July 10, 2018
Lana Zhang is a second year masters’ student in American Studies at East China Normal University (ECNU) in Shanghai, China. She recently spoke with USCET about her experiences in the American Studies program and about what she hopes to use her degree to accomplish in the future.
Zhang became interested in American Studies as an undergraduate student at ECNU, during which time she was studying English Language and Literature. Zhang described that she was initially drawn to American literature because she found it “fascinating.” Then, after meeting Professor Jin Hengshan, her current supervisor in American Studies, she knew that she wanted to take more classes in the department.
Zhang explained that Professor Hengshan, who received his PhD. from Peking University, “is the master in this research field.” “I got to know him well,” she continued.
In her final year of undergraduate study, Zhang successfully obtained a postgraduate recommendation from ECNU to go directly into its American Studies Master’s program.
Zhang’s program is both intense and comprehensive. In addition to reading American poetry, fiction, and non-fiction, students take classes in American history and society. Her professors emphasize that understanding American literature’s historical and social context is critical to effectively analyzing it. The program also offers highly specialized classes: “Literature & Film Studies,” “Literature & Drama,” and “Feminist Literature,” for example.
Moreover, students in the ECNU American Studies program are required to learn a second foreign language. Zhang chose Japanese. “It helped me to some degree to understand Japanese-American literature,” she said.
Zhang has also had the opportunity to study abroad twice, once in the United Kingdom and once in the United States. When she was in America, she was based at different universities but often visited historical sites, including the White House and the United States’ Congress. “[Seeing everything] was just like in the movies,” Fang exclaimed.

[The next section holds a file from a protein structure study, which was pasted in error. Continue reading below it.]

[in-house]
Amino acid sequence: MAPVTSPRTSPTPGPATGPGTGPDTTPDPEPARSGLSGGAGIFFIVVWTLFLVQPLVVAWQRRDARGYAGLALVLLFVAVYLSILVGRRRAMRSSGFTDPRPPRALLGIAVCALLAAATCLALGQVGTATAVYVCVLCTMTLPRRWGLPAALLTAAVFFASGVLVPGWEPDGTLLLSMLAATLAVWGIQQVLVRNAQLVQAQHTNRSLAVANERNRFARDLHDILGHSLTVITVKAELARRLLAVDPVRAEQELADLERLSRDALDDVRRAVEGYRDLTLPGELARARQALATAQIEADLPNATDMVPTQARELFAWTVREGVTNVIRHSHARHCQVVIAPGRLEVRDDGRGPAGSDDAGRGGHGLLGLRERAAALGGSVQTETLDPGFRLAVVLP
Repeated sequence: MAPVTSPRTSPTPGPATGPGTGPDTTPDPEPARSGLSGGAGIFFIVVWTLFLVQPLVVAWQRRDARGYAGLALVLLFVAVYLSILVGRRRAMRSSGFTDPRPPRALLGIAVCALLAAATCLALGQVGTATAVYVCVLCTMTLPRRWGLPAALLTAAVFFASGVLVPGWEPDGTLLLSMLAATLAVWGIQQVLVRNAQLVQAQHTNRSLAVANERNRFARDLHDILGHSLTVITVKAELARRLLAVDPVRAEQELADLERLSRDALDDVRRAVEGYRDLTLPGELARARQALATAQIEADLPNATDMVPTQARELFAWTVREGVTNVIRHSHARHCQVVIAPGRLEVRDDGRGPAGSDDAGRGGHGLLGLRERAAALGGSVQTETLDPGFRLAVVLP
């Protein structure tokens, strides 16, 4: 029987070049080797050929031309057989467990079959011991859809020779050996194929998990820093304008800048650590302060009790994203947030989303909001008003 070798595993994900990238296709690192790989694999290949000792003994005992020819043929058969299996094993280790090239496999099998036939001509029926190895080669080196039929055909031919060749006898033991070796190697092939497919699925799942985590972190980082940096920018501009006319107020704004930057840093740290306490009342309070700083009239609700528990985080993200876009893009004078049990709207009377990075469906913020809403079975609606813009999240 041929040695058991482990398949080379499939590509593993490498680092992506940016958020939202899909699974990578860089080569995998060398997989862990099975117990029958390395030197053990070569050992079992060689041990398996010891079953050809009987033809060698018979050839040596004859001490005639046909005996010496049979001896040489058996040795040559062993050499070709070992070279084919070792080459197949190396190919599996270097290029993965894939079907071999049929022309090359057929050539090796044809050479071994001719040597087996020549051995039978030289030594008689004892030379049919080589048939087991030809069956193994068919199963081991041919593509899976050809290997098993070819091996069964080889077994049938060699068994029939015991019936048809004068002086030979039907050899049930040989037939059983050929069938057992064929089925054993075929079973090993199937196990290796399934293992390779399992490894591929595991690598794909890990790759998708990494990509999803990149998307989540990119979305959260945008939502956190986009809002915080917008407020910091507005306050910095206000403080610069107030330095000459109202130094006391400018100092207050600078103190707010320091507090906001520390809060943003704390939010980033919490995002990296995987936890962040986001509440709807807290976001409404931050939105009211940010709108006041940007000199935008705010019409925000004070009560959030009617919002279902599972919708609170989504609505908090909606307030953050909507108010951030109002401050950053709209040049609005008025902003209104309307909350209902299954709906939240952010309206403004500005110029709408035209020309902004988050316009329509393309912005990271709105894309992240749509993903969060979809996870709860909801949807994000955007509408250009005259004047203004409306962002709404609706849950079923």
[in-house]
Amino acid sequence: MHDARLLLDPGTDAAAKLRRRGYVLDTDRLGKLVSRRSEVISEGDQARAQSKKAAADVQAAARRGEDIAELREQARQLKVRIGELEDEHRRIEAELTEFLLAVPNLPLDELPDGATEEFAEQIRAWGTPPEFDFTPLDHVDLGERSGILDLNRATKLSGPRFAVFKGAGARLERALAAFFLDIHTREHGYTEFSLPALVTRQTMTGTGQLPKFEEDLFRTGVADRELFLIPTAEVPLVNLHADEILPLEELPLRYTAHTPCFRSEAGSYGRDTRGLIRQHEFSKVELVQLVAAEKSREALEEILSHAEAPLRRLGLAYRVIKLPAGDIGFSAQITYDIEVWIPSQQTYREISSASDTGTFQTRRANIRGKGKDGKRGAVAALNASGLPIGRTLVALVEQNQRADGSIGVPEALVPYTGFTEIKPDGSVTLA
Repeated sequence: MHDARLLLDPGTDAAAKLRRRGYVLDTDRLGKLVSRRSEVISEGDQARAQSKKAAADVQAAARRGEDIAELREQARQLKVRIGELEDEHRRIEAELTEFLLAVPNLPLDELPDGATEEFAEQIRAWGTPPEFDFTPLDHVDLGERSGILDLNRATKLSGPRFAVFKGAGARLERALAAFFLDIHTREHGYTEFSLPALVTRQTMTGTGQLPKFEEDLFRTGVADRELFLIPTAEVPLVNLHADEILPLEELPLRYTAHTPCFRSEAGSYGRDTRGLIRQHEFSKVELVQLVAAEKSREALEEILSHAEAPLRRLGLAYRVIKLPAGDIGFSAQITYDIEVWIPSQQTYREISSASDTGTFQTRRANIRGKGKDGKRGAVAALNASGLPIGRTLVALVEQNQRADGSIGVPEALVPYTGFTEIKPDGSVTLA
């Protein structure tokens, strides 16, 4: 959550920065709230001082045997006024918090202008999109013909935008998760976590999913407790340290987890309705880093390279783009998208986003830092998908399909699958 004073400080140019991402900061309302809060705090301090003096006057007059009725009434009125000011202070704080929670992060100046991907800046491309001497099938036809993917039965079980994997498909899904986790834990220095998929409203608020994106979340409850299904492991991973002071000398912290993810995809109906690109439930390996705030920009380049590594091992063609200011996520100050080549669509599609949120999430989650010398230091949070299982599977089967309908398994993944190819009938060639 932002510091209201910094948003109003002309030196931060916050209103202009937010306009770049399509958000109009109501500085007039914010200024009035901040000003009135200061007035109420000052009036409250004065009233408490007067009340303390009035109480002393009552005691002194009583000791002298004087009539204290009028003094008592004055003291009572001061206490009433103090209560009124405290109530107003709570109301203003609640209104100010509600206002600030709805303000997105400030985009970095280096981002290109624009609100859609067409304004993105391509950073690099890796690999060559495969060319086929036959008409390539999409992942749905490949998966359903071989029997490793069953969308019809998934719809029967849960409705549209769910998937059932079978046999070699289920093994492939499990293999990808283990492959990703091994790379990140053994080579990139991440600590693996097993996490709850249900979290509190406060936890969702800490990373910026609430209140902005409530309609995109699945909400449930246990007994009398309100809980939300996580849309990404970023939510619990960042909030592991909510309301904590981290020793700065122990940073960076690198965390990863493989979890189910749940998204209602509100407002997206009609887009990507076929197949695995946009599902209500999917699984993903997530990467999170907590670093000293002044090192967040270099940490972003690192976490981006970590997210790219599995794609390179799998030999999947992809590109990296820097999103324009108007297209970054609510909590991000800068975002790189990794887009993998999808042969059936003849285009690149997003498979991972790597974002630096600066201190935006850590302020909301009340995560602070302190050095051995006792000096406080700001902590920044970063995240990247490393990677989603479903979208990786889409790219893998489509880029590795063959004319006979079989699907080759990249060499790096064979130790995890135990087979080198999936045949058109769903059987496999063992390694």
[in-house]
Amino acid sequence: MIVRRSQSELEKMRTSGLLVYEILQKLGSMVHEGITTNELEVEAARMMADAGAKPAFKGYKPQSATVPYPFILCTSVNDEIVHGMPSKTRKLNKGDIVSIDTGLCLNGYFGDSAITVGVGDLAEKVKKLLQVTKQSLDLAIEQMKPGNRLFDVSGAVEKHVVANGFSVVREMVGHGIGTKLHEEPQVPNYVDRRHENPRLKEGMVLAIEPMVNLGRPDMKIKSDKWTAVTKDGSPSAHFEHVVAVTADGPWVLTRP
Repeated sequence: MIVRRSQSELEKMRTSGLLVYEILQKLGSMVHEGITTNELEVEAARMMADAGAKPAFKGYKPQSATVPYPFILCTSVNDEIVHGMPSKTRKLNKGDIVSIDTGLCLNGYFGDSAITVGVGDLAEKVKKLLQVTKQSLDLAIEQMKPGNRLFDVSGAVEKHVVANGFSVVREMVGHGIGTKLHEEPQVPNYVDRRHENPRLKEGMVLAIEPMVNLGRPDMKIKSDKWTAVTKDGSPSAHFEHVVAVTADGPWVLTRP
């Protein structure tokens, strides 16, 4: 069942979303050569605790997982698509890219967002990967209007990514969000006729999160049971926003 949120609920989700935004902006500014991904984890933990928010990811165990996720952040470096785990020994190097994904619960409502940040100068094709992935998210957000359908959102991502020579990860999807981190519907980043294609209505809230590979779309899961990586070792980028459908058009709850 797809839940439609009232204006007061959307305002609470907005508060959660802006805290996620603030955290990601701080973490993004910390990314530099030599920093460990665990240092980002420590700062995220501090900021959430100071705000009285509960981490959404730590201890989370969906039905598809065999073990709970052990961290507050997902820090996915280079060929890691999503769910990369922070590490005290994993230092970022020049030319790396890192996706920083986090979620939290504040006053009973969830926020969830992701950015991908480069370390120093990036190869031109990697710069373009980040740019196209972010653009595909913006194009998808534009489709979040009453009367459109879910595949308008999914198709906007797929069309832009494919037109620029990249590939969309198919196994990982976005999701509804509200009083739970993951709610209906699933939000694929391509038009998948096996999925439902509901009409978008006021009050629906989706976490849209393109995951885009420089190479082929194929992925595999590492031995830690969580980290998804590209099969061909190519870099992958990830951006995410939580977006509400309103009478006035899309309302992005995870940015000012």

During her interview, Fang’s interest in American Studies was clear. When asked about her favorite book, for example, she laughed and replied that she “[couldn’t] decide.” “There are too many good ones,” she said. Right now, Fang is reading Ralph Ellison’s Invisible Man. She also shares that she is particularly interested in “cross-cultural studies,” “travel writings written by American authors during their stays in China,” and “Chinese-American” literature.
Zhang has just submitted her research proposal for her Master’s Thesis. She has chosen to write on the evolution of American literature during the 1950’s, with a focus on Richard Yates’ novel The Revolutionary Road. In the future, Zhang is considering pursuing a PhD in American Studies because, in her words, she is “dedicated to continuing with this degree.” After her schooling, she hopes to become a professor or academic.
American Studies lies at the core of USCET’s organizational mission. This profile is part of a series to highlight various students across China who are majoring in American Studies and who plan to use it in their careers.